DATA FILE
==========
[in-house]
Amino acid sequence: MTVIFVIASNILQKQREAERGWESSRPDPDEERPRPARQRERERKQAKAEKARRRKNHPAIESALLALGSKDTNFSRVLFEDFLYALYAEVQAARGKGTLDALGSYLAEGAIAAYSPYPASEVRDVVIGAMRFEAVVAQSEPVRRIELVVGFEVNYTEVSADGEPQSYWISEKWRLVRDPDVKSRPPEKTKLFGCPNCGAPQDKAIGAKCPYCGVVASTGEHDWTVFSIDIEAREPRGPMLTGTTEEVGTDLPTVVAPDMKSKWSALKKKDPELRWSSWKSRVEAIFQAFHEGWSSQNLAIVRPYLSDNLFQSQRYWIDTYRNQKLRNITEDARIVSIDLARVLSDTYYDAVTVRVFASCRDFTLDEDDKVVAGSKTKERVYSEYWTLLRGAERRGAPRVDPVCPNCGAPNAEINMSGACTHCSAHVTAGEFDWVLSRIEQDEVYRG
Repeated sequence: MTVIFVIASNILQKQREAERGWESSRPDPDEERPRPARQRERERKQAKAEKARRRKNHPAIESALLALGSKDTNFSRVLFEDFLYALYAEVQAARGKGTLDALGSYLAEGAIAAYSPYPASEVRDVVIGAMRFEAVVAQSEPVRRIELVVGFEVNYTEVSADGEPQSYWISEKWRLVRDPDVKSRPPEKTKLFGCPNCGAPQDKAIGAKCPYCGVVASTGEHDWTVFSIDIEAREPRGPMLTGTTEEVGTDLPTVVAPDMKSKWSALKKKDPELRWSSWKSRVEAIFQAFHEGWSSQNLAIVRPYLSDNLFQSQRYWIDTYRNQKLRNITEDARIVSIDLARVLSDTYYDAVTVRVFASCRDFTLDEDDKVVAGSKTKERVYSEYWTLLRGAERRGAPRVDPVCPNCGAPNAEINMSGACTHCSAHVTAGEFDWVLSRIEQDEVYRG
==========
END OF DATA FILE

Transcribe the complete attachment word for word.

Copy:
[in-house]
Amino acid sequence: MTVIFVIASNILQKQREAERGWESSRPDPDEERPRPARQRERERKQAKAEKARRRKNHPAIESALLALGSKDTNFSRVLFEDFLYALYAEVQAARGKGTLDALGSYLAEGAIAAYSPYPASEVRDVVIGAMRFEAVVAQSEPVRRIELVVGFEVNYTEVSADGEPQSYWISEKWRLVRDPDVKSRPPEKTKLFGCPNCGAPQDKAIGAKCPYCGVVASTGEHDWTVFSIDIEAREPRGPMLTGTTEEVGTDLPTVVAPDMKSKWSALKKKDPELRWSSWKSRVEAIFQAFHEGWSSQNLAIVRPYLSDNLFQSQRYWIDTYRNQKLRNITEDARIVSIDLARVLSDTYYDAVTVRVFASCRDFTLDEDDKVVAGSKTKERVYSEYWTLLRGAERRGAPRVDPVCPNCGAPNAEINMSGACTHCSAHVTAGEFDWVLSRIEQDEVYRG
Repeated sequence: MTVIFVIASNILQKQREAERGWESSRPDPDEERPRPARQRERERKQAKAEKARRRKNHPAIESALLALGSKDTNFSRVLFEDFLYALYAEVQAARGKGTLDALGSYLAEGAIAAYSPYPASEVRDVVIGAMRFEAVVAQSEPVRRIELVVGFEVNYTEVSADGEPQSYWISEKWRLVRDPDVKSRPPEKTKLFGCPNCGAPQDKAIGAKCPYCGVVASTGEHDWTVFSIDIEAREPRGPMLTGTTEEVGTDLPTVVAPDMKSKWSALKKKDPELRWSSWKSRVEAIFQAFHEGWSSQNLAIVRPYLSDNLFQSQRYWIDTYRNQKLRNITEDARIVSIDLARVLSDTYYDAVTVRVFASCRDFTLDEDDKVVAGSKTKERVYSEYWTLLRGAERRGAPRVDPVCPNCGAPNAEINMSGACTHCSAHVTAGEFDWVLSRIEQDEVYRG